17. A disk drive comprising:
one or more data disks having one or more recording surfaces;
a reference disk having a reference pattern thereon, wherein the reference pattern comprises a servo clock providing transducer head circumferential relative position information, and servo position information providing transducer head radial relative position information;
one or more transducer heads;
an actuator for positioning the transducer heads relative to the recording surfaces, operating within a head position servo loop;
a preamplifier comprising:
one or more head interfaces, each head interface electrically connected to a transducer head for controlling the transducer head for data read and/or write operations; and
a mode controller electrically connected to each head interface for controlling the operation of each head interface based on configuration information for selectively reading data from at least one recording surface via at least one transducer head while writing data to at least another recording surface via at least one transducer head; and
a drive controller for controlling the actuator to position the transducer heads relative to the recording surfaces, for providing the configuration information to the mode controller for selectively reading data from at least one recording surface via at least one transducer head while writing data to at least another recording surface via at least one transducer head, for controlling the actuator and the preamplifier in a servo control loop, for reading the reference pattern from the reference disk via a transducer head and for using the read servo clock and servo position information to position and maintain one or more other transducer heads on one or more recording surfaces while writing final servo patterns onto one or more recording surfaces.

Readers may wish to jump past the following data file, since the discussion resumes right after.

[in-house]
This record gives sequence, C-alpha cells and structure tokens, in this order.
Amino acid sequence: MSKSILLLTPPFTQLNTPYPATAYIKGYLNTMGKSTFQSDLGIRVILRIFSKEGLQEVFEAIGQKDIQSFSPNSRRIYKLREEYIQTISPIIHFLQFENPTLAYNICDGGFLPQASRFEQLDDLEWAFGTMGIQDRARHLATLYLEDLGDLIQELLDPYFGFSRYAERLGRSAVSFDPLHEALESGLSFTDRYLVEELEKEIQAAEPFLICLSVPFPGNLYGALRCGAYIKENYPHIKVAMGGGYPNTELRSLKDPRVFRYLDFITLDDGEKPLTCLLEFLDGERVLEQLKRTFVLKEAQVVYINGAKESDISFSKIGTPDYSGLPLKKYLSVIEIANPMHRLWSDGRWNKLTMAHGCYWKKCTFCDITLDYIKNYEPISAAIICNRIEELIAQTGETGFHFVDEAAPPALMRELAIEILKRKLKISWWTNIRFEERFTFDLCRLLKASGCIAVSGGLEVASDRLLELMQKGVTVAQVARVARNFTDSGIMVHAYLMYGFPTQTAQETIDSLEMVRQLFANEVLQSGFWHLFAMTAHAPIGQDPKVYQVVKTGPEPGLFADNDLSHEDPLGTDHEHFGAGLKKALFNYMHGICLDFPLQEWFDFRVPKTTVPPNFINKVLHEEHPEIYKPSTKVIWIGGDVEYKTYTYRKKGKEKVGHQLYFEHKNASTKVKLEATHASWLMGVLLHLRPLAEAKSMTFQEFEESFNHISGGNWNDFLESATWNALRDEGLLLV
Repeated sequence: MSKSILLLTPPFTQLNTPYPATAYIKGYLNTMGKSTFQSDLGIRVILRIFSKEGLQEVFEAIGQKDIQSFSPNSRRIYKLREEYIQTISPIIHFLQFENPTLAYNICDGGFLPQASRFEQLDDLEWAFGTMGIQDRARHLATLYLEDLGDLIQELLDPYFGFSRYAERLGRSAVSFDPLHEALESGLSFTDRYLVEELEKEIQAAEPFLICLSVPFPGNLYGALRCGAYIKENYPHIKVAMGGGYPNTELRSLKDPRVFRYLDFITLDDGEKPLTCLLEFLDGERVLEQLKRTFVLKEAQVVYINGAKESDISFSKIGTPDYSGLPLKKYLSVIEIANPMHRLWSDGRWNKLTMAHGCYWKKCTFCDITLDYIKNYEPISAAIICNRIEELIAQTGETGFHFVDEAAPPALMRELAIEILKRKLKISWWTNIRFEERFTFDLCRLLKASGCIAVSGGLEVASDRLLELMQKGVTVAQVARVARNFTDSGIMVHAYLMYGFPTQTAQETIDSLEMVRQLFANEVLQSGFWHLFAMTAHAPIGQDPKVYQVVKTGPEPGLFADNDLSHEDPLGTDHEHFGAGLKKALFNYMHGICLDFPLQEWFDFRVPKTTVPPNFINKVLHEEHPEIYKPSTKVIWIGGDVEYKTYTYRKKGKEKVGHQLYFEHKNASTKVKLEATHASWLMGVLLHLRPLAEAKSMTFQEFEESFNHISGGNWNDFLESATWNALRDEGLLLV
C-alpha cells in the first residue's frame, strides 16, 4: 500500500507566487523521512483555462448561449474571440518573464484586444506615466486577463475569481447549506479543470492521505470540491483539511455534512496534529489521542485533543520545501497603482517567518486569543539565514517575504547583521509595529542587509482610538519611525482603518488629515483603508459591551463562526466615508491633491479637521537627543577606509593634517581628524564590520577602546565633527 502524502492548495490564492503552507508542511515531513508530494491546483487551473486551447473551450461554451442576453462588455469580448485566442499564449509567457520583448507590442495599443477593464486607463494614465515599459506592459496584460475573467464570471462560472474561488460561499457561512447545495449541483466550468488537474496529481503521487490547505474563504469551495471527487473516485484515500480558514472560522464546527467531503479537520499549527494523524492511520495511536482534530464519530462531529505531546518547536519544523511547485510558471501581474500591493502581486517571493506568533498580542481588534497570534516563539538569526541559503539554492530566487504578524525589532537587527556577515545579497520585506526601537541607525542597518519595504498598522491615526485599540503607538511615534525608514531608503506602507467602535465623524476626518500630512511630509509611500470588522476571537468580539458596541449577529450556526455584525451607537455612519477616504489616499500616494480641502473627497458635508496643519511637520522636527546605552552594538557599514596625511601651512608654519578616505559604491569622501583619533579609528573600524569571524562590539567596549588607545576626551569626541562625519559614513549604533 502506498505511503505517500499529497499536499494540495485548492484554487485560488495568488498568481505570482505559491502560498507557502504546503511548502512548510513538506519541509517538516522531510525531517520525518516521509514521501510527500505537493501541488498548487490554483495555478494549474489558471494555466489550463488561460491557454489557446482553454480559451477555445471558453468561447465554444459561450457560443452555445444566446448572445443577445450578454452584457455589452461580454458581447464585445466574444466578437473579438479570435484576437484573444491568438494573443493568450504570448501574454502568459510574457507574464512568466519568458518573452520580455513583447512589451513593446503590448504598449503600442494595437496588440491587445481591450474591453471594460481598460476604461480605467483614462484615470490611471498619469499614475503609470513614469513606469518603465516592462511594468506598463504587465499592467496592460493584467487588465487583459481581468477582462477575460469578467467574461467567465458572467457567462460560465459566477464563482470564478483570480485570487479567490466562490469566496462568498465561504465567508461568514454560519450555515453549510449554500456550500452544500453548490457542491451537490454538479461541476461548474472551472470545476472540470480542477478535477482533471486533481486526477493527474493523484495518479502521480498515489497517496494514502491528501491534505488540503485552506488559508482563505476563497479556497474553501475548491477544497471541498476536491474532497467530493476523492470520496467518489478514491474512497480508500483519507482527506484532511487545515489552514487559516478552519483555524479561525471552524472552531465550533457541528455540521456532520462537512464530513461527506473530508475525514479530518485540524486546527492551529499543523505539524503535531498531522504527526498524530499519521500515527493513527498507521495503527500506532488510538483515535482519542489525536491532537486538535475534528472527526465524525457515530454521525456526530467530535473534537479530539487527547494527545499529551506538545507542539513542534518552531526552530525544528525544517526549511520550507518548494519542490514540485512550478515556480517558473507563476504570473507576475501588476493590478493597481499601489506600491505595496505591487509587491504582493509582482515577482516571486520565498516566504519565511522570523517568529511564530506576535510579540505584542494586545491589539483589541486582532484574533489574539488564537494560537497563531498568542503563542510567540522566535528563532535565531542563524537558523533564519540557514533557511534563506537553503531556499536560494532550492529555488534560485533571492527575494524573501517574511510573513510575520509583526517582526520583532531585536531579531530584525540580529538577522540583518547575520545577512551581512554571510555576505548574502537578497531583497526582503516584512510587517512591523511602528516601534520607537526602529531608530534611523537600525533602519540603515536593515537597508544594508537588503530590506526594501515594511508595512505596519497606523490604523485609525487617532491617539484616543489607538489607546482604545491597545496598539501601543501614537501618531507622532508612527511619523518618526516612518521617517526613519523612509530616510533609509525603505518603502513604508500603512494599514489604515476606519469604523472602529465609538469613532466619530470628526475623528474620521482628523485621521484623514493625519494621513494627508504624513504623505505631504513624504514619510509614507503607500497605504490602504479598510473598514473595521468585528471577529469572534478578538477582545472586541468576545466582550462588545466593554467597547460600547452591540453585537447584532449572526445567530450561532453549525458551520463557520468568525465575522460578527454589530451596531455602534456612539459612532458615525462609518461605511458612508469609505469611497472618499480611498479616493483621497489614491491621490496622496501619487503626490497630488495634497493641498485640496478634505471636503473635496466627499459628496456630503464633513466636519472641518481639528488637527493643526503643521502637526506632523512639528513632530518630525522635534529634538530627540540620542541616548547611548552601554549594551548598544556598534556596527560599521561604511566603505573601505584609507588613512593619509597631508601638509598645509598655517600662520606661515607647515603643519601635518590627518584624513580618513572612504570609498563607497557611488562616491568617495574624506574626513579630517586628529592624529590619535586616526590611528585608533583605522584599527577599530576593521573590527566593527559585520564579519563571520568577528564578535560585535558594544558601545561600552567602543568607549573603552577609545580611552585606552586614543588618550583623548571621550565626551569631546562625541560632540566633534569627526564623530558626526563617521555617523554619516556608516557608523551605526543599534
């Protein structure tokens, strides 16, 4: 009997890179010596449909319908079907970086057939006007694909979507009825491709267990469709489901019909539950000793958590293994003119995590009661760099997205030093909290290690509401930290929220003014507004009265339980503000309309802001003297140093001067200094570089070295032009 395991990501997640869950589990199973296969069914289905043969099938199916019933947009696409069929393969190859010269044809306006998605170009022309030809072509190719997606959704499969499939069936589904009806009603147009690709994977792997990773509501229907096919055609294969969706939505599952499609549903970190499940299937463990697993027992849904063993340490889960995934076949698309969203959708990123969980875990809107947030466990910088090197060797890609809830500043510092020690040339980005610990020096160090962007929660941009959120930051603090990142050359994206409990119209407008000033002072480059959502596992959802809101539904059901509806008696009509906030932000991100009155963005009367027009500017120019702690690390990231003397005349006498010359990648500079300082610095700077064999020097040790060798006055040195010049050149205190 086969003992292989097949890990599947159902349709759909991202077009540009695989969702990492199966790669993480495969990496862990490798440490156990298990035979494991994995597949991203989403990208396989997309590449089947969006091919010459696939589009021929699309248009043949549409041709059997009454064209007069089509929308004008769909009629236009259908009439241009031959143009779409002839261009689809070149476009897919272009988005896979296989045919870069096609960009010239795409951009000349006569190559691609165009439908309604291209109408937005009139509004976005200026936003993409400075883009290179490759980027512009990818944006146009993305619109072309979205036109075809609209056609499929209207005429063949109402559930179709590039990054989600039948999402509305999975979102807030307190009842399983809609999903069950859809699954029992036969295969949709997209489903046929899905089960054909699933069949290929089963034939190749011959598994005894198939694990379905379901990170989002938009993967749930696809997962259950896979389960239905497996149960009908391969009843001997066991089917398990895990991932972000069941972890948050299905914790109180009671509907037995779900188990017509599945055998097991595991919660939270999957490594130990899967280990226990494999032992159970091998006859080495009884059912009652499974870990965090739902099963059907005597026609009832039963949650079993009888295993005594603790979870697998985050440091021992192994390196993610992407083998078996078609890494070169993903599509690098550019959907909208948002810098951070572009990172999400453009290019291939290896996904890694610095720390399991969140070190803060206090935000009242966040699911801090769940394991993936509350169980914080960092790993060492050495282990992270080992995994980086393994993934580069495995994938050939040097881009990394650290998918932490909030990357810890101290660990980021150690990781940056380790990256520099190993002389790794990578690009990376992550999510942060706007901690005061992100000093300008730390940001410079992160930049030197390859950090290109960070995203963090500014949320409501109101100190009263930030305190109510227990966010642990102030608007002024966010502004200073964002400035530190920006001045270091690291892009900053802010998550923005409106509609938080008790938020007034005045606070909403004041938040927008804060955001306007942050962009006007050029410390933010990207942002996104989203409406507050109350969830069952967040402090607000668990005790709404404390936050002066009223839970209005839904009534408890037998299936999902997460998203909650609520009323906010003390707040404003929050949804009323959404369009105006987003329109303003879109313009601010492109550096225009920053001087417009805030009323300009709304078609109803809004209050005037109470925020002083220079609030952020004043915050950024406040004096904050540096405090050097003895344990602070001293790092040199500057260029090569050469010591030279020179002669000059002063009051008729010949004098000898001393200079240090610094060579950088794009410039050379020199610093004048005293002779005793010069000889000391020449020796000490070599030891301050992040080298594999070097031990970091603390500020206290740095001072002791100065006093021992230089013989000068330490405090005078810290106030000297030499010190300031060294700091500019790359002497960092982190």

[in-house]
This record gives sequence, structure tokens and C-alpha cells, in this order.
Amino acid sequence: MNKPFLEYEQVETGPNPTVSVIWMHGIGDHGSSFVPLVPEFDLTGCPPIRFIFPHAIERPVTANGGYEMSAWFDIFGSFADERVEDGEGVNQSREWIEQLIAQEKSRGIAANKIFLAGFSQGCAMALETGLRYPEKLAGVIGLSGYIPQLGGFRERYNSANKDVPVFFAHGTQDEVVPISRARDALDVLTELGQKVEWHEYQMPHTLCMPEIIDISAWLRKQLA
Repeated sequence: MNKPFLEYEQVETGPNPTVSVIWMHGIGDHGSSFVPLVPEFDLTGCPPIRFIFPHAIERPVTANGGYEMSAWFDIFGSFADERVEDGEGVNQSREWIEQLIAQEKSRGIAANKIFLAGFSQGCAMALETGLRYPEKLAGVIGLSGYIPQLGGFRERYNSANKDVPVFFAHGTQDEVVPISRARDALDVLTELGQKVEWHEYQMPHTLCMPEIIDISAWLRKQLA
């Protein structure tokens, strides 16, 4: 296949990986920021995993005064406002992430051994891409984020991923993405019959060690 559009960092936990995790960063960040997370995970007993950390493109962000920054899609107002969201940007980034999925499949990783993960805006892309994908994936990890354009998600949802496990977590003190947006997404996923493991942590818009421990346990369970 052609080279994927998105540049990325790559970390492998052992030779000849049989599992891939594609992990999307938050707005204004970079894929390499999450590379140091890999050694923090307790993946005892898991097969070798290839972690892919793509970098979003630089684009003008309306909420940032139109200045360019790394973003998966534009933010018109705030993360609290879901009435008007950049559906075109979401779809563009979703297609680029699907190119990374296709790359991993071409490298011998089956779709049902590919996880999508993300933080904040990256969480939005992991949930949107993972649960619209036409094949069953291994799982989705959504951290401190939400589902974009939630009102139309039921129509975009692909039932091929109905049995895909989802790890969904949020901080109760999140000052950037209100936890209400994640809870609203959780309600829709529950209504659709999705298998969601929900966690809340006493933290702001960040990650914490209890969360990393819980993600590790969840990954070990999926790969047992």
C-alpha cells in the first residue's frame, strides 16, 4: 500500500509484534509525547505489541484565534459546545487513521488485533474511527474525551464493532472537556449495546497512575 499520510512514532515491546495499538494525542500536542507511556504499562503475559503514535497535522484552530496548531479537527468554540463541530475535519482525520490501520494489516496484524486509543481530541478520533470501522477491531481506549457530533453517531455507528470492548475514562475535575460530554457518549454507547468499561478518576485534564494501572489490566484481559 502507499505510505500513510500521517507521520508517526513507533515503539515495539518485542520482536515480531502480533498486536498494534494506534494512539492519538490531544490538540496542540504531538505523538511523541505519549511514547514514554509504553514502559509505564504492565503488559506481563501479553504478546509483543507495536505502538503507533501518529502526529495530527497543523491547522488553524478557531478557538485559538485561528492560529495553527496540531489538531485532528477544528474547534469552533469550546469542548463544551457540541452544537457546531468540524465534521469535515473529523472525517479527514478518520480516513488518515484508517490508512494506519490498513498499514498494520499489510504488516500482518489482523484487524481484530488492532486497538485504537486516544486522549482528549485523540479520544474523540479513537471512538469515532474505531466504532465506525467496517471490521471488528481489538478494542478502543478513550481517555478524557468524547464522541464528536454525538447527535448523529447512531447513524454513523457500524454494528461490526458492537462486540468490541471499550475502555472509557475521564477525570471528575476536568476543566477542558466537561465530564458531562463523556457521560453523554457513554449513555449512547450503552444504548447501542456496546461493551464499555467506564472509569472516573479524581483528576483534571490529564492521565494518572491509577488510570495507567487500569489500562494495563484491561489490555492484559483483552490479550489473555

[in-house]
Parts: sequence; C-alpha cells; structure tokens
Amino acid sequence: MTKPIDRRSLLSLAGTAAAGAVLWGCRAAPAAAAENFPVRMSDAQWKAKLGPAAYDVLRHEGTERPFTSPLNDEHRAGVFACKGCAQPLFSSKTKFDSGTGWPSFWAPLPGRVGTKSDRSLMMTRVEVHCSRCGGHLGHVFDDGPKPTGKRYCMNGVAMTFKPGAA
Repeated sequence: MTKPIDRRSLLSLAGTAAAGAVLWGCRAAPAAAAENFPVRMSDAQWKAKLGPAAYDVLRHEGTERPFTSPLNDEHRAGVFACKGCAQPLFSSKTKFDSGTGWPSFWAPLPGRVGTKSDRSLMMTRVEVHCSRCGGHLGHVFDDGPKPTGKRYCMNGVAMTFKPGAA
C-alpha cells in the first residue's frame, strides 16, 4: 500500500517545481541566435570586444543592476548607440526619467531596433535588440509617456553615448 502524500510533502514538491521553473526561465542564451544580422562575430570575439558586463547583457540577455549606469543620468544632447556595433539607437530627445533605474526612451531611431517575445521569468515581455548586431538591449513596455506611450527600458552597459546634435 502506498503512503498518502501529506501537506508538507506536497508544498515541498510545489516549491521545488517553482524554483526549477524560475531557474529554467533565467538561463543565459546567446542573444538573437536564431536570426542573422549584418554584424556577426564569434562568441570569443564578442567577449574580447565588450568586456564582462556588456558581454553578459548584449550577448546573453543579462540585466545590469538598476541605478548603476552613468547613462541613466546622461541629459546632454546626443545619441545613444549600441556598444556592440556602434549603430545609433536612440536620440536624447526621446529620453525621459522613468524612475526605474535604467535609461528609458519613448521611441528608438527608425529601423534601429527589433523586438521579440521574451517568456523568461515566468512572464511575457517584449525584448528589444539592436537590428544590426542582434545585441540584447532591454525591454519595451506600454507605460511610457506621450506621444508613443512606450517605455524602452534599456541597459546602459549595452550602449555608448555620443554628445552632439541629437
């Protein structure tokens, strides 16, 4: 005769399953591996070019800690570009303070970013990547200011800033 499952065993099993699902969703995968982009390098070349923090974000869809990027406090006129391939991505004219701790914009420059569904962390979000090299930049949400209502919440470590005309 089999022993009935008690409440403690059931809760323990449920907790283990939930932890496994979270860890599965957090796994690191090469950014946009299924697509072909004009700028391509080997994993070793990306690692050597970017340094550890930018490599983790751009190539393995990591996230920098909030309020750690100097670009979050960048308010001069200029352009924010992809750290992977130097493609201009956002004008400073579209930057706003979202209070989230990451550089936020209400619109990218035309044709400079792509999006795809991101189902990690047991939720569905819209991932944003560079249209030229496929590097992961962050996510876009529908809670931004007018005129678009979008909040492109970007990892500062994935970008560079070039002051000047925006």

18. The disk drive of claim 17 wherein the drive controller controls the actuator and the preamplifier for:
reading the reference pattern from the reference disk via a transducer head and using the read servo clock and servo position information to position and maintain one or more other transducer heads on one or more recording surfaces;
while at the same time generating and writing final servo patterns onto one or more recording surfaces.
19. The disk drive of claim 17 wherein the drive controller further comprises:
a pattern generator for generating the final servo patterns for writing to the recording surfaces; and
a servo controller for controlling the actuator and the preamplifier in a servo control loop, for reading the reference pattern from the reference disk via a transducer head and for using the read servo clock and servo position information to position and maintain one or more other transducer heads on one or more recording surfaces while writing the final servo patterns onto one or more recording surfaces.
20. The disk drive of claim 17 wherein the preamplifier is an integrated circuit.